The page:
W3C home > Mailing lists > Public > public-silver@w3.org > February 2019

Re: Prohibiting authors from disabling Pinch Zoom as failure for Reflow 1.4.10

From: Shawn Lauriat <lauriat@google.com>
Date: Fri, 1 Feb 2019 16:50:10 -0500
Message-ID: <CAGQw2hmtFvxS+mmg-k2jxt4UJJSEdu8+UPVqXPCkvrXWwkH2jQ@mail.gmail.com>
To: Alastair Campbell <acampbell@nomensa.com>
Cc: Silver TF <public-silver@w3.org>

That all makes sense. We've so far talked about guidelines at the level of
user requirements and methods at the level of what
developers/authors/creators can do to meet them, as well as (still a bit
foggy here) how to assess their implementation of those methods in the
context of the user requirements (task-based assessment).

As such, if no method exists for the developer to meet a user requirement -
supported by user agents / assistive tech / the overall platform - then no
tests would apply to that particular thing until the platform (using as
shorthand for the mess of things making it up) supports a method to meet
it. I do think that the recent conversation on the main WG mailing list, What
is a failure of 1.3.5 Identify Input Purpose?
uncovered two interesting aspects of that guidance that I think we need to
keep in mind for Silver:

   1. Identify Input Purpose
   <https://www.w3.org/TR/WCAG21/#identify-input-purpose> doesn't include
   anything about user need, only requiring that "The purpose of each input
   field collecting information about the user *can be programmatically
   determined*…" [emphasis mine], which opens up the ability for developers
   to meet the guidance by using a method where we don't have a list of
   assistive tech making use of it.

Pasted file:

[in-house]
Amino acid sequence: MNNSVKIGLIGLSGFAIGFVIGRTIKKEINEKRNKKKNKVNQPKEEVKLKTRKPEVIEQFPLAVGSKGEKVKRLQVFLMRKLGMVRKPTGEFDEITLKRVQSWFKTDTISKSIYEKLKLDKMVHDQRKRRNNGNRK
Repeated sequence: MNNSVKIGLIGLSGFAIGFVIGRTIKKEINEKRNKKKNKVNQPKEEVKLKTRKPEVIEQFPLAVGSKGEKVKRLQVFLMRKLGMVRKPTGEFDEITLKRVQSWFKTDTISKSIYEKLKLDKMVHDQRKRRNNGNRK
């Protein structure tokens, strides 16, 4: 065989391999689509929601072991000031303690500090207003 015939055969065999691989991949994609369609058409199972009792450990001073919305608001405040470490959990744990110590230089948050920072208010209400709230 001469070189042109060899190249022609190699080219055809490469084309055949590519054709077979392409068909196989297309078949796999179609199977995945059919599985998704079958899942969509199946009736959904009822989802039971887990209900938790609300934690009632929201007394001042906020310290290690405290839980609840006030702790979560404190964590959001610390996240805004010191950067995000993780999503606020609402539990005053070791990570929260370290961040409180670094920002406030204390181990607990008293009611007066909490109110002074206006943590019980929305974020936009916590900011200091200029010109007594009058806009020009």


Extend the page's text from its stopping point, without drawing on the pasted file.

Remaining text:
2. The autocomplete technique does have support we can point to, while
   we don't have support we can point to for Microdata. How do we best express
   that gap in order to point to the need for a platform to support a new
   technique when we have an existing one (even if limited or not as helpful -
   a general statement, not making a judgement call on using autocomplete)?
   So far, we've talked about uncovering those gaps by calling out methods
   blocked by platform support, but I don't think we have the idea much more
   thought out than that (others, please correct me if that happened and I
   just missed the call or thread). ARIA makes another example, since we know
   of a non-English screen reader that doesn't support ARIA because its
   developers don't understand the ARIA spec well enough to implement it.
   These make just a couple of examples that hopefully show the range of
   support for things so we can talk about what level of support would
   "graduate" a method to recommended for meeting a guideline and how we might
   do so in the most effective way.



On Wed, Jan 30, 2019 at 1:22 PM Alastair Campbell <acampbell@nomensa.com>

> Luis wrote:
> > I would say, it's still a failure and that the responsibility is with
> the site developer.
> This is a key thing to be able to say via conformance: *This is the level
> of responsibility for the website developer/designer/owner.*
> Shawn wrote:
> > Given our current direction of only having methods and not having
> "Failure techniques", I think this example would pass, as the user has ways
> to still zoom as needed, given that a cognitive walkthrough would take into
> account the user agent ability to override the zoom behavior of the site
> (just like user stylesheets can override site CSS).
> I suspect this would be a lot easier to do if the guidelines were oriented
> around user-requirements, e.g. “Users can increase the size of content”,
> with user-agents methods (having a zoom feature) and website methods (e.g.
> don’t disable pinch-zoom, use media queries).
> In that way you can construct the conformance with a mix of assumptions
> about user’s technology, and things the website must do to also support
> that.
> However, it doesn’t remove the need to have some sort of ‘accessibility
> supported’ concept, or a set of methods known to be supported in *general*
> at the time of publication.
> Cheers,
> -Alastair
> PS. I suspect the option isn’t in Chrome/iOS because Safari (and its
> engine that Chrome has to use on iOS) doesn’t respect that meta-viewport
> restriction any more.
Received on Friday, 1 February 2019 21:50:47 UTC

This archive was generated by hypermail 2.4.0 : Thursday, 24 March 2022 20:31:44 UTC